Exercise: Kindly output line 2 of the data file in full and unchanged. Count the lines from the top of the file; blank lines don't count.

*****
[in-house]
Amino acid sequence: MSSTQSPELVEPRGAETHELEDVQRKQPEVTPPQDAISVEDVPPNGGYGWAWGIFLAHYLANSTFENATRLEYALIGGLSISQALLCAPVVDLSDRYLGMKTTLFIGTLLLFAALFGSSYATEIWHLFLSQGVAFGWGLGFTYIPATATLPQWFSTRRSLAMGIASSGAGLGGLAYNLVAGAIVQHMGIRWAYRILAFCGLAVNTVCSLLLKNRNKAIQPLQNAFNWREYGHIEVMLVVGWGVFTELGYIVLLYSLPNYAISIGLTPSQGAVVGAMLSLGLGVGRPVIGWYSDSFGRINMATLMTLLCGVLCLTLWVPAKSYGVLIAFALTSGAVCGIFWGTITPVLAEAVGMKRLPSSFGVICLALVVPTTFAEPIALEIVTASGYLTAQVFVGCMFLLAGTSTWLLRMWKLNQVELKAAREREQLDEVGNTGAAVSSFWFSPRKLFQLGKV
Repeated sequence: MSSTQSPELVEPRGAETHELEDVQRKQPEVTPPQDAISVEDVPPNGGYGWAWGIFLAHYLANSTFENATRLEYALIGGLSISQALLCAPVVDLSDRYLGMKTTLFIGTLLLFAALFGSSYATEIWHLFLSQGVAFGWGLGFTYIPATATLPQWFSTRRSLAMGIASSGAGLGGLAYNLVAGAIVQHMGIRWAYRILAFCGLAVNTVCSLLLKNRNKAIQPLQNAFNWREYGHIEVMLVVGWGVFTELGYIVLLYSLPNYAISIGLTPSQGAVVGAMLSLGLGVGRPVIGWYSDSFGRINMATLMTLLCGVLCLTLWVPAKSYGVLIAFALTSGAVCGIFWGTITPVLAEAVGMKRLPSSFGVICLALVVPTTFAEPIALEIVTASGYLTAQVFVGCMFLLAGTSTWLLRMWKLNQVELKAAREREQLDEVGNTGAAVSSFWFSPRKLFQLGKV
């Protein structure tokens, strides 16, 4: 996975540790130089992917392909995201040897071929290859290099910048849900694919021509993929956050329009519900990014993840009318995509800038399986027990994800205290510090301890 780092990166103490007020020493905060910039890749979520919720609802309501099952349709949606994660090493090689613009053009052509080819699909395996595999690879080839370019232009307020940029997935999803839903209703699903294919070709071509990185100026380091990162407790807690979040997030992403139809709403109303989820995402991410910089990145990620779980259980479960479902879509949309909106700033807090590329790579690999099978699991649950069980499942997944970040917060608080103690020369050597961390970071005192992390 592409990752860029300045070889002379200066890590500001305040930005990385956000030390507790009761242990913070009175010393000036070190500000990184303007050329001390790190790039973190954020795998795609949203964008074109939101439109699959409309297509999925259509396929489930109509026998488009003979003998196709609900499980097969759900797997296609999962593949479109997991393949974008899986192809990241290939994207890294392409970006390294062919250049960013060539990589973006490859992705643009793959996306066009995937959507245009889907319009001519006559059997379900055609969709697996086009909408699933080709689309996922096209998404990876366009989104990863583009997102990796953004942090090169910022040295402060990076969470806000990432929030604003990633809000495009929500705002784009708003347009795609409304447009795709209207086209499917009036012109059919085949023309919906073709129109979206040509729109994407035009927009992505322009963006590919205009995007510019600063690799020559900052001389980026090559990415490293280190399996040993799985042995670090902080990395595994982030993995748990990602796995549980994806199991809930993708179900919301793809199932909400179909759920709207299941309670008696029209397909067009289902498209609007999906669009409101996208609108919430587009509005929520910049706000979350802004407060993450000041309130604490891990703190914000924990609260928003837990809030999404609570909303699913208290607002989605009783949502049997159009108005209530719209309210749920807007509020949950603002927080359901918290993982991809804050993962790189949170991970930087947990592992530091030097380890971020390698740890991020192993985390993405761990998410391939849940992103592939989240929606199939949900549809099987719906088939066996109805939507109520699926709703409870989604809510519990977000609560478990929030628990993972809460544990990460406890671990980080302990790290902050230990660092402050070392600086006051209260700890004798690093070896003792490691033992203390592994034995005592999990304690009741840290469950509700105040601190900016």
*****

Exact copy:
Amino acid sequence: MSSTQSPELVEPRGAETHELEDVQRKQPEVTPPQDAISVEDVPPNGGYGWAWGIFLAHYLANSTFENATRLEYALIGGLSISQALLCAPVVDLSDRYLGMKTTLFIGTLLLFAALFGSSYATEIWHLFLSQGVAFGWGLGFTYIPATATLPQWFSTRRSLAMGIASSGAGLGGLAYNLVAGAIVQHMGIRWAYRILAFCGLAVNTVCSLLLKNRNKAIQPLQNAFNWREYGHIEVMLVVGWGVFTELGYIVLLYSLPNYAISIGLTPSQGAVVGAMLSLGLGVGRPVIGWYSDSFGRINMATLMTLLCGVLCLTLWVPAKSYGVLIAFALTSGAVCGIFWGTITPVLAEAVGMKRLPSSFGVICLALVVPTTFAEPIALEIVTASGYLTAQVFVGCMFLLAGTSTWLLRMWKLNQVELKAAREREQLDEVGNTGAAVSSFWFSPRKLFQLGKV